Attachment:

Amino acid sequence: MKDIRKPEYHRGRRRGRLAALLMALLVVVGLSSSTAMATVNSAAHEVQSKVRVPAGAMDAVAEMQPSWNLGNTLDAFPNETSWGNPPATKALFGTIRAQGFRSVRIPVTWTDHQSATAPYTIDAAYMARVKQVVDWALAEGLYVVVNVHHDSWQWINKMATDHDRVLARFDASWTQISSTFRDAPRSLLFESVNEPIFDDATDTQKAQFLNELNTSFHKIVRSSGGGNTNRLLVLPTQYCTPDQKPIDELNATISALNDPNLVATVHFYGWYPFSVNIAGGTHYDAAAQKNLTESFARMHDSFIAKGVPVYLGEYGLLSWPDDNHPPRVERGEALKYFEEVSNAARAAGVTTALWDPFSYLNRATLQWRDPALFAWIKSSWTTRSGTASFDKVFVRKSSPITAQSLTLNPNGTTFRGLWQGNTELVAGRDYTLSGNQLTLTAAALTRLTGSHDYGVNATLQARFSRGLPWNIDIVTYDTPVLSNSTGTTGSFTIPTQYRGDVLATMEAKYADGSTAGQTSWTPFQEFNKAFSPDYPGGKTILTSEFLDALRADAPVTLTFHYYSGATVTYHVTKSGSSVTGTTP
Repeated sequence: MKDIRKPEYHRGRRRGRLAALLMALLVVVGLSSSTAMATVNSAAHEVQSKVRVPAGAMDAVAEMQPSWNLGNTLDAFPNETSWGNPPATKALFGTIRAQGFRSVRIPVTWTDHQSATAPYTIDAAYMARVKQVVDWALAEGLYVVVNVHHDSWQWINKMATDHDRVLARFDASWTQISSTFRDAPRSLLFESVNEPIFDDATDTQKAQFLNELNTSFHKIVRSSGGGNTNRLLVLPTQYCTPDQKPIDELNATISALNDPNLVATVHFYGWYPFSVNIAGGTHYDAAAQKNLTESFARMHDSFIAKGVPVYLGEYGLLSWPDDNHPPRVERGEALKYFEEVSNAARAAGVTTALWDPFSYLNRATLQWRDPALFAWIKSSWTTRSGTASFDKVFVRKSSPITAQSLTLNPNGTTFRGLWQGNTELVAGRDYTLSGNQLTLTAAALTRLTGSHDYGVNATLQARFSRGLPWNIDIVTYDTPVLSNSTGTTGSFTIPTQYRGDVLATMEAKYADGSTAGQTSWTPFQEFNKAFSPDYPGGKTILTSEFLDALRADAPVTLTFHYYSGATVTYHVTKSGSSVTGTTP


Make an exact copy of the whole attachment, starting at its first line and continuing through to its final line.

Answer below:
Amino acid sequence: MKDIRKPEYHRGRRRGRLAALLMALLVVVGLSSSTAMATVNSAAHEVQSKVRVPAGAMDAVAEMQPSWNLGNTLDAFPNETSWGNPPATKALFGTIRAQGFRSVRIPVTWTDHQSATAPYTIDAAYMARVKQVVDWALAEGLYVVVNVHHDSWQWINKMATDHDRVLARFDASWTQISSTFRDAPRSLLFESVNEPIFDDATDTQKAQFLNELNTSFHKIVRSSGGGNTNRLLVLPTQYCTPDQKPIDELNATISALNDPNLVATVHFYGWYPFSVNIAGGTHYDAAAQKNLTESFARMHDSFIAKGVPVYLGEYGLLSWPDDNHPPRVERGEALKYFEEVSNAARAAGVTTALWDPFSYLNRATLQWRDPALFAWIKSSWTTRSGTASFDKVFVRKSSPITAQSLTLNPNGTTFRGLWQGNTELVAGRDYTLSGNQLTLTAAALTRLTGSHDYGVNATLQARFSRGLPWNIDIVTYDTPVLSNSTGTTGSFTIPTQYRGDVLATMEAKYADGSTAGQTSWTPFQEFNKAFSPDYPGGKTILTSEFLDALRADAPVTLTFHYYSGATVTYHVTKSGSSVTGTTP
Repeated sequence: MKDIRKPEYHRGRRRGRLAALLMALLVVVGLSSSTAMATVNSAAHEVQSKVRVPAGAMDAVAEMQPSWNLGNTLDAFPNETSWGNPPATKALFGTIRAQGFRSVRIPVTWTDHQSATAPYTIDAAYMARVKQVVDWALAEGLYVVVNVHHDSWQWINKMATDHDRVLARFDASWTQISSTFRDAPRSLLFESVNEPIFDDATDTQKAQFLNELNTSFHKIVRSSGGGNTNRLLVLPTQYCTPDQKPIDELNATISALNDPNLVATVHFYGWYPFSVNIAGGTHYDAAAQKNLTESFARMHDSFIAKGVPVYLGEYGLLSWPDDNHPPRVERGEALKYFEEVSNAARAAGVTTALWDPFSYLNRATLQWRDPALFAWIKSSWTTRSGTASFDKVFVRKSSPITAQSLTLNPNGTTFRGLWQGNTELVAGRDYTLSGNQLTLTAAALTRLTGSHDYGVNATLQARFSRGLPWNIDIVTYDTPVLSNSTGTTGSFTIPTQYRGDVLATMEAKYADGSTAGQTSWTPFQEFNKAFSPDYPGGKTILTSEFLDALRADAPVTLTFHYYSGATVTYHVTKSGSSVTGTTP